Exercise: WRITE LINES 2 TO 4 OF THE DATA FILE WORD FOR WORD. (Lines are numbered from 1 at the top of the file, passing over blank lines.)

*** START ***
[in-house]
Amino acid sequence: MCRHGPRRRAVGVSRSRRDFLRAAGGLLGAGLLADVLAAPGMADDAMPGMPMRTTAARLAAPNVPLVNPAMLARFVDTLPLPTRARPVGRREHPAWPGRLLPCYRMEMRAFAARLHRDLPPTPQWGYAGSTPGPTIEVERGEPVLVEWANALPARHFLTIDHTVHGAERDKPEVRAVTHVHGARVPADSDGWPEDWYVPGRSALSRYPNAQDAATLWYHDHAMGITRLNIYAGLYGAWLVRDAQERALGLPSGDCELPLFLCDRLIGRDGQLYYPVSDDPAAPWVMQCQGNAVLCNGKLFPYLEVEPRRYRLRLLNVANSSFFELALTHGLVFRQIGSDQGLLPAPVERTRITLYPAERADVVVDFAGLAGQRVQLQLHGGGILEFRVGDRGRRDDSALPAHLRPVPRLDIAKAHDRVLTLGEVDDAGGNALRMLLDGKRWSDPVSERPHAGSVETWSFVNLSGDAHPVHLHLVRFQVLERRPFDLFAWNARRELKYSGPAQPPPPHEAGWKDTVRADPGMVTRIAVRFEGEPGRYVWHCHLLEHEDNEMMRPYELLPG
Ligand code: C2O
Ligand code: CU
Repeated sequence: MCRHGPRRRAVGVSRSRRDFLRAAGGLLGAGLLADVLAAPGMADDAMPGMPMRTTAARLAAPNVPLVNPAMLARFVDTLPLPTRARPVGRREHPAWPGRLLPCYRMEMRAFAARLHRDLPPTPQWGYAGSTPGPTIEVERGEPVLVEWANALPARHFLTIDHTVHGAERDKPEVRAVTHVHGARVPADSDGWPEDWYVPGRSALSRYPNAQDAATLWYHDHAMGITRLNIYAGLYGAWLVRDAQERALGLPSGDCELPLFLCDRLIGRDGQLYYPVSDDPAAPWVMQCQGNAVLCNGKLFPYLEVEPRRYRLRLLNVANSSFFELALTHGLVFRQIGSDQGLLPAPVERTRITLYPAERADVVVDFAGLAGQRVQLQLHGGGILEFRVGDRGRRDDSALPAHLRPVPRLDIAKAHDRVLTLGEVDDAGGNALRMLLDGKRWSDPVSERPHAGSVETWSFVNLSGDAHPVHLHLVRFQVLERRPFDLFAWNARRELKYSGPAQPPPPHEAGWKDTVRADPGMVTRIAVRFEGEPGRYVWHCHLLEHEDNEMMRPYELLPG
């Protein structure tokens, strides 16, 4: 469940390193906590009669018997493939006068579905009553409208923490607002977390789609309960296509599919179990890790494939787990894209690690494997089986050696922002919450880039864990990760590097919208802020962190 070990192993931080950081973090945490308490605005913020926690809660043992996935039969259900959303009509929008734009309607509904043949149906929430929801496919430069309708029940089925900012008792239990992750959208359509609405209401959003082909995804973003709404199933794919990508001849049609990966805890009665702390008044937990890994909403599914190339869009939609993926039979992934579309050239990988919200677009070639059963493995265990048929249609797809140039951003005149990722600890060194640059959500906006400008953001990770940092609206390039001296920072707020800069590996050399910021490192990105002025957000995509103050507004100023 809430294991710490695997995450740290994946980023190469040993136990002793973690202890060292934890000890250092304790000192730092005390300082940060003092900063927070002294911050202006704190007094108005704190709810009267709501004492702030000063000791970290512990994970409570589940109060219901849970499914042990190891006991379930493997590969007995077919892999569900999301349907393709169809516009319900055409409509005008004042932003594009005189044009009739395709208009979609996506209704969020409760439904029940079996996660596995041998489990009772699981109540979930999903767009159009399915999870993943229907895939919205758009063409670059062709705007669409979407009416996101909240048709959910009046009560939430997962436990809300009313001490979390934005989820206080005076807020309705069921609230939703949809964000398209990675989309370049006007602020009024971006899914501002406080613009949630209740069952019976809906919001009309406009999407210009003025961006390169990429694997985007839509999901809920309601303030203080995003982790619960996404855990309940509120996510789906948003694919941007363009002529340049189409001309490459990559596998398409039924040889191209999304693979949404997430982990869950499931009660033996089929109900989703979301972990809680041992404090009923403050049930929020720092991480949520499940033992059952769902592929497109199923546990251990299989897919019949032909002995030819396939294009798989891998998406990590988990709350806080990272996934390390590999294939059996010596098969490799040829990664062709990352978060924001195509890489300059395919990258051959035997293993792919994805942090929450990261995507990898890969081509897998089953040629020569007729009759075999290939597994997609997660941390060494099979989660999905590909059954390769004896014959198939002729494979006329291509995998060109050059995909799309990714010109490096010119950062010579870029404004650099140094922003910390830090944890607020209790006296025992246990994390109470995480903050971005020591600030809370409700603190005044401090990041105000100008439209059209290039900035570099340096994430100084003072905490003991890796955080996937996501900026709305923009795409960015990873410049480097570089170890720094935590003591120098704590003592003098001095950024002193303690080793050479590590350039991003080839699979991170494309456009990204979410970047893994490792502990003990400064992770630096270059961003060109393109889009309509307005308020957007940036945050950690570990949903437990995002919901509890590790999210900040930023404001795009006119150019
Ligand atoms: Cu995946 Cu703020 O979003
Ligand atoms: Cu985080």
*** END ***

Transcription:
Amino acid sequence: MCRHGPRRRAVGVSRSRRDFLRAAGGLLGAGLLADVLAAPGMADDAMPGMPMRTTAARLAAPNVPLVNPAMLARFVDTLPLPTRARPVGRREHPAWPGRLLPCYRMEMRAFAARLHRDLPPTPQWGYAGSTPGPTIEVERGEPVLVEWANALPARHFLTIDHTVHGAERDKPEVRAVTHVHGARVPADSDGWPEDWYVPGRSALSRYPNAQDAATLWYHDHAMGITRLNIYAGLYGAWLVRDAQERALGLPSGDCELPLFLCDRLIGRDGQLYYPVSDDPAAPWVMQCQGNAVLCNGKLFPYLEVEPRRYRLRLLNVANSSFFELALTHGLVFRQIGSDQGLLPAPVERTRITLYPAERADVVVDFAGLAGQRVQLQLHGGGILEFRVGDRGRRDDSALPAHLRPVPRLDIAKAHDRVLTLGEVDDAGGNALRMLLDGKRWSDPVSERPHAGSVETWSFVNLSGDAHPVHLHLVRFQVLERRPFDLFAWNARRELKYSGPAQPPPPHEAGWKDTVRADPGMVTRIAVRFEGEPGRYVWHCHLLEHEDNEMMRPYELLPG
Ligand code: C2O
Ligand code: CU